ICE director hopes to prosecute sanctuary cities

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Austin mayor Steve Adler speaks at the Austin Saengerrunde as part of his re-election campaign kick off. 

Photo Credit: Brooke Crim | Daily Texan Staff

Thomas Homan, acting director of Immigration and Customs Enforcement, appeared on Fox News earlier this month to threaten prosecution of sanctuary cities, which would include the city of Austin.

In the interview, Homan said he was determined to punish cities that harbor illegal aliens and do not allow federal ICE agents access to local jails, calling it a violation of the Alien Smuggling Statute. Homan called for the Department of Justice to file charges against sanctuary cities and pull funding, as well as to hold local politicians “personally accountable” for policies that hinder immigration agents.

“This isn’t the America I grew up in,” Homan said. “We gotta take these (sanctuary cities) to court, and we gotta start charging some of these politicians with crimes.”

Homan’s remarks prompted immediate backlash from Austin Mayor Steve Adler.

“Threatening to jail political opponents, especially for laws they aren’t breaking, is not the America I grew up in,” Adler said in a statement. “Austin is the safest big city in Texas, and we follow the law. I will oppose anti-immigrant policies, regardless of the personal consequences, because spreading fear and making threats makes us all less safe.”

While Homan’s interview sparked some controversy, Austin experts said there is no constitutional basis to his threats.

Homan’s claim that refusing ICE agents’ access to jails violates the Alien Smuggling Statute is false, said Denise Gilman, law professor and director of UT’s Immigration Clinic.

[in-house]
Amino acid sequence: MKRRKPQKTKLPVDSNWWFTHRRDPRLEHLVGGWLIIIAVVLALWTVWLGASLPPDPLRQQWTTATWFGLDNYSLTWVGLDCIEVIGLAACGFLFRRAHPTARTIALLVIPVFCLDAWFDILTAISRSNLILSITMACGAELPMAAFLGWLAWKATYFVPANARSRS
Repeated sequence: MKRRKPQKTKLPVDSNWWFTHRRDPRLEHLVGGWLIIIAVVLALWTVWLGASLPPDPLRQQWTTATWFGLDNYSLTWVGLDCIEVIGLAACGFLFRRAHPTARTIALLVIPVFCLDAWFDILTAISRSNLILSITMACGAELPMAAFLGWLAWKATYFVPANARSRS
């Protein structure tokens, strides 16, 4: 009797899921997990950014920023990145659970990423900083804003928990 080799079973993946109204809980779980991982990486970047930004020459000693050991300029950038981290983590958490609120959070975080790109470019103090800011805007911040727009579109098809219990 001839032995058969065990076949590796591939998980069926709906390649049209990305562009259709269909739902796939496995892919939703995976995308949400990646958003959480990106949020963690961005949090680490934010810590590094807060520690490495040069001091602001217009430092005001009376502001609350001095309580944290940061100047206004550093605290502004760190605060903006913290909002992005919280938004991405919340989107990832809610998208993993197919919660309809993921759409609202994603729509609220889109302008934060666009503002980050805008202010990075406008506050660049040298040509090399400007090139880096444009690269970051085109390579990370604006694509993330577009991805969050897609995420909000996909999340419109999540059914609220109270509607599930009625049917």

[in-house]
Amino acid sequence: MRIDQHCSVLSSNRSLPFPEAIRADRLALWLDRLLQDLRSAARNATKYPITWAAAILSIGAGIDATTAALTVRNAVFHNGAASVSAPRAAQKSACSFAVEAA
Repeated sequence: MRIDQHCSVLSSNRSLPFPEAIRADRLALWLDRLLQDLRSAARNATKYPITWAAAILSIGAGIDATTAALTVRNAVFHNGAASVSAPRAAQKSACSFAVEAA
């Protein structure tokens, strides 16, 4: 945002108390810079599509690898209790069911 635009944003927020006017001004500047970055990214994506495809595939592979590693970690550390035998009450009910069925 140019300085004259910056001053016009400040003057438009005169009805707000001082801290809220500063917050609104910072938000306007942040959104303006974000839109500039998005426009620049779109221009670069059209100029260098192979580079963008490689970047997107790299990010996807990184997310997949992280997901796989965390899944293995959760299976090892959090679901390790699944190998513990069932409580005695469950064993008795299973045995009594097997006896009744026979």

“I’ve never even heard that theory mentioned before, because it’s really just pulling out of thin air,” Gilman said. “And it’s deeply troubling to see a federal, high-level law enforcement officer threatening to prosecute for a crime without any legal basis.”

Bob Libal, executive director of the nonprofit organization Grassroots Leadership, said the term “sanctuary city” has no legal definition but can refer to hundreds of counties and municipalities that restrict interaction between local law enforcement and immigration officials to some degree.

“Some communities have said the local police are not to act as immigration enforcement agents, (and) they’re not going to ask people about their immigration status,” Libal said. “Some have said, ‘We’re not going to share any information beyond what the federal law says we have to with immigration enforcement officials.’ Others have said, ‘We’re not gonna honor constitutionally dubious immigration detainers in the jail.’”

Gilman said if the mayor of Austin decided to prevent local police from turning over individuals who were arrested on regular charges to ICE, the federal government could bring a lawsuit against the city, and the case would be handled in the courts, not as a criminal prosecution.

“That’s the first measure of accountability, but that’s very different from threatening criminal prosecution,” Gilman said. “In a democracy, the federal government isn’t going around arresting people that they disagree with.”